Spurs manager Andre Villas-Boas is either a charter member of the Eternal Optimist Club or lacks long-term perspective on chairman Daniel Levy's genius for cashing in ($50 million for Luka Modric, $45 million for Dimitar Berbatov). Thus the burning homonym question of the day: How much is the bale to get Bale to bail? What is rarely up for debate, however, are the wisdom and perspicacity of your faithful Friday Four scribes. Without further ado ...
Chelsea vs. Manchester United
Fans of the other two London-based teams chasing third-place Chelsea for their share of the Champions League slush fund need not worry about Sir Alex Ferguson having a waning interest in this match. Fergie likes Rafa Benitez about as much as the Ferdinands admire John Terry. The world's third dourest Scotsman (former Prime Minister Gordon Brown and recently resigned Notts Forest headman Alex McLeish own the gold and silver medals) would dance a highland jig if his Red Devils could heap misery on Benitez, a man he has loathed since the Spaniard headed the last relevant Liverpool side.
- United looking to block Chelsea's bid for fourth
With regards to the Blues' chances, Rafa's selections Thursday night for the Europa League home leg against Basel gave a clear indication as to where he is leaning. With Juan Mata, Oscar and John Terry on the bench and Ashley Cole taking the night off entirely, it's pretty clear who will be pairing the repaired Gary Cahill in central defense. Given David Luiz's elevated form as a marauding midfielder and the Brazilian's equally inept series of defensive miscues against the EPL champions, it makes sense that Chelsea will opt for the steadier heads of Terry and Cole.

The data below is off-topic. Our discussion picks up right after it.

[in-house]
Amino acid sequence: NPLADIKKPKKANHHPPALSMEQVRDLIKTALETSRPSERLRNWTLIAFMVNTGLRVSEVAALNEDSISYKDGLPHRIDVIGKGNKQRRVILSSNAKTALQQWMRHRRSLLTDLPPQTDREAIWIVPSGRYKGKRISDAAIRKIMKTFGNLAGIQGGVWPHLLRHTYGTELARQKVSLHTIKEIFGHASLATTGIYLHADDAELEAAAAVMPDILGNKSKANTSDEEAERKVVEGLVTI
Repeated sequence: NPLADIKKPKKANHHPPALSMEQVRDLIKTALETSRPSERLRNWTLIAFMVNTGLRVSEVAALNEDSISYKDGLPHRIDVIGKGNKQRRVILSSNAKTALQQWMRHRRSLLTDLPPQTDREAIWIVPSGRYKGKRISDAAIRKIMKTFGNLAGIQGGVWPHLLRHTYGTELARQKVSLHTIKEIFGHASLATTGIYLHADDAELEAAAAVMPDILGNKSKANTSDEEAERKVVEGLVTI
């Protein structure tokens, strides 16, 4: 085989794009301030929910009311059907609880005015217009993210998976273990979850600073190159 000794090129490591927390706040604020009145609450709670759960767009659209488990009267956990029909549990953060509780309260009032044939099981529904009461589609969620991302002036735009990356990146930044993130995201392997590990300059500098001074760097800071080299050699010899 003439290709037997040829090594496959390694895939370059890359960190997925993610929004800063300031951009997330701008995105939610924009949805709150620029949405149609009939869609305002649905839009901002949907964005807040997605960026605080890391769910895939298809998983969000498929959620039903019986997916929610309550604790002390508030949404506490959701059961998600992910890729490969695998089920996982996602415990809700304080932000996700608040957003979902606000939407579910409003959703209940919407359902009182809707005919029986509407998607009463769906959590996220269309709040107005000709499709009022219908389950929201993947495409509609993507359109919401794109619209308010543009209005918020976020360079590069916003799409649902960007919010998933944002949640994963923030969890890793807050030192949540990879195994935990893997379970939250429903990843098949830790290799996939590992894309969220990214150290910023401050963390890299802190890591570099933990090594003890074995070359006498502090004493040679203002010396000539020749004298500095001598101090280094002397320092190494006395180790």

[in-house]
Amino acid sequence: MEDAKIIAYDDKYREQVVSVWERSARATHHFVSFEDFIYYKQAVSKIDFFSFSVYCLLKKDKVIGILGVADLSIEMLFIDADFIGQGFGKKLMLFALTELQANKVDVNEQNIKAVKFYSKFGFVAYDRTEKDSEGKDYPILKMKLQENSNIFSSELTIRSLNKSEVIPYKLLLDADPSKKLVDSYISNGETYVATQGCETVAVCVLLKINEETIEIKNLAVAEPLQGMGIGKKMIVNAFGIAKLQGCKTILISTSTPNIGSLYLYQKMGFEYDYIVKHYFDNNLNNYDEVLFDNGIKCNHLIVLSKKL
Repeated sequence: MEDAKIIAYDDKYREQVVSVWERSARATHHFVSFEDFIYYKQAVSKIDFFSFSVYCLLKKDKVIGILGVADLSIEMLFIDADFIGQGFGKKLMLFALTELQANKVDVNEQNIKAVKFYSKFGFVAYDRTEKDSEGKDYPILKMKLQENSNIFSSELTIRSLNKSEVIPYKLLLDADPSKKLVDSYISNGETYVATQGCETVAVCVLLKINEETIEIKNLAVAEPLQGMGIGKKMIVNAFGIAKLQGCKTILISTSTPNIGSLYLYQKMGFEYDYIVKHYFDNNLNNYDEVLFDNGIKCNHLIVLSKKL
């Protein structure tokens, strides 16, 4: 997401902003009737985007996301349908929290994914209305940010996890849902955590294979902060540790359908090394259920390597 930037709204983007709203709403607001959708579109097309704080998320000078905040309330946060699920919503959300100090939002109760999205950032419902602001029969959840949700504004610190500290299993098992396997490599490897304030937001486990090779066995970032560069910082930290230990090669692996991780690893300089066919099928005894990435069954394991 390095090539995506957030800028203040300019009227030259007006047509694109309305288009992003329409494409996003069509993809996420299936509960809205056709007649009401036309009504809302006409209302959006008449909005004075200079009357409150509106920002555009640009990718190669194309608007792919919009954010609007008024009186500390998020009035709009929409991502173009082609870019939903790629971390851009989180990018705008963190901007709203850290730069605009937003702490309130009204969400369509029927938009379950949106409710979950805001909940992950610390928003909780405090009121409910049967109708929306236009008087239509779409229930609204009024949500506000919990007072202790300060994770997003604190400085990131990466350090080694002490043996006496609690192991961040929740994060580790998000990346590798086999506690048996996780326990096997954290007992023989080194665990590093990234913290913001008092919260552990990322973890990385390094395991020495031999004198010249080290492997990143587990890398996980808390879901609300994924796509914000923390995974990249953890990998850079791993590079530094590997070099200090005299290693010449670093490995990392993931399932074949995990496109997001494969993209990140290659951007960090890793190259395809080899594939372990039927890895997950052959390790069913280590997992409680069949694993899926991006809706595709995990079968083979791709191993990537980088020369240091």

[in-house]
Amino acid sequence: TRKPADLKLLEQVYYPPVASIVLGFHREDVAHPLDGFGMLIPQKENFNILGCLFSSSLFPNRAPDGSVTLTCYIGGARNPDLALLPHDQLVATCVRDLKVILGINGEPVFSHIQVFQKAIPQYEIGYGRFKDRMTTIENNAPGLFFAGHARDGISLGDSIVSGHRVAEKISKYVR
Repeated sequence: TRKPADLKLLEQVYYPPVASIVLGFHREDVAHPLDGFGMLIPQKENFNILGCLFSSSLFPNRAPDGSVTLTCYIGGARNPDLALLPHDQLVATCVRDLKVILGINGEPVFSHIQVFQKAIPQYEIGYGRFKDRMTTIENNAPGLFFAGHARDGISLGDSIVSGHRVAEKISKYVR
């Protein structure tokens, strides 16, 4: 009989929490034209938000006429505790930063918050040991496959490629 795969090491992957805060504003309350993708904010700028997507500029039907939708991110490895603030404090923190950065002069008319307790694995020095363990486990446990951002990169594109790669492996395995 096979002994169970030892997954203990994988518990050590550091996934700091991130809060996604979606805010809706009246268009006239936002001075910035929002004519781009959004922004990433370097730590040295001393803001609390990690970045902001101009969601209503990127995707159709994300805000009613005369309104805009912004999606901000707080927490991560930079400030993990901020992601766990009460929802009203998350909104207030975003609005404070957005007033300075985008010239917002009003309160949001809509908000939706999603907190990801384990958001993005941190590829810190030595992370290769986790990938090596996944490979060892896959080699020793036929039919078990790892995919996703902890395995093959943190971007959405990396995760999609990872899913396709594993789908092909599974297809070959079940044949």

Sir Alex is almost certain to counter with Javier Hernandez, whose combination of confidence, pace and shiftiness drives the visitors up the wall. If Chicharito is en fuego, Robin van Persie given space and Wayne Rooney remotely engaged -- though it is doubtful all three see the field -- this could be a long Sunday for the Blues.
But that's not what we think is going to happen. We see a highly entertaining, end-to-end contest that gives Chelsea the point that it wants but does not have to have.
Chelsea 2, Manchester United 2
Southampton vs. Tottenham
Last week, we correctly pointed out that Spurs would drop points in its road game with Wigan. We understand the pained and tortured minds of those who worship the Tottenham kit, and we hope that our foreknowledge of Spurs' looming thumping of the Saints at White Hart Lane will serve as a balm for their sundered souls.
- Why Spurs won't qualify for Champions League
This match has "goal differential reduction" plastered all over it. Tottenham is both annoyed about last weekend's failure and all too aware that it must grab three points with Wednesday's season-defining contest against Chelsea up next. Spurs' relentless pace and pressure will throttle a Southampton squad that is not only overjoyed to simply have survived the Prem season but also is in defensive shambles when away from St Mary's Stadium (34 goals conceded in 17 away matches).
Worse yet for Mauricio Pochettino, he doesn't have a single Saint who can stand up to Gareth Bale, Aaron Lennon or Jermain Defoe, let alone manage all three of them. It will be interesting to see if the visitors can top last week's haul of two red-carded players in a single contest.
This will be one-way traffic, and unless Saints keeper Artur Boruc has a night that would make Lev Yashin rise from the great beyond, it's going to be "I'd rather watch Stoke" ugly.
Hide the children, the infirmed and the easily offended.
Spurs 5, Southampton 0
Everton vs. Liverpool
With only three games remaining and five points separating the two Merseyside clubs, it's looking increasingly likely that Everton will finish ahead of Liverpool in the league standings in consecutive campaigns for the first time since Franklin Roosevelt's first term in office.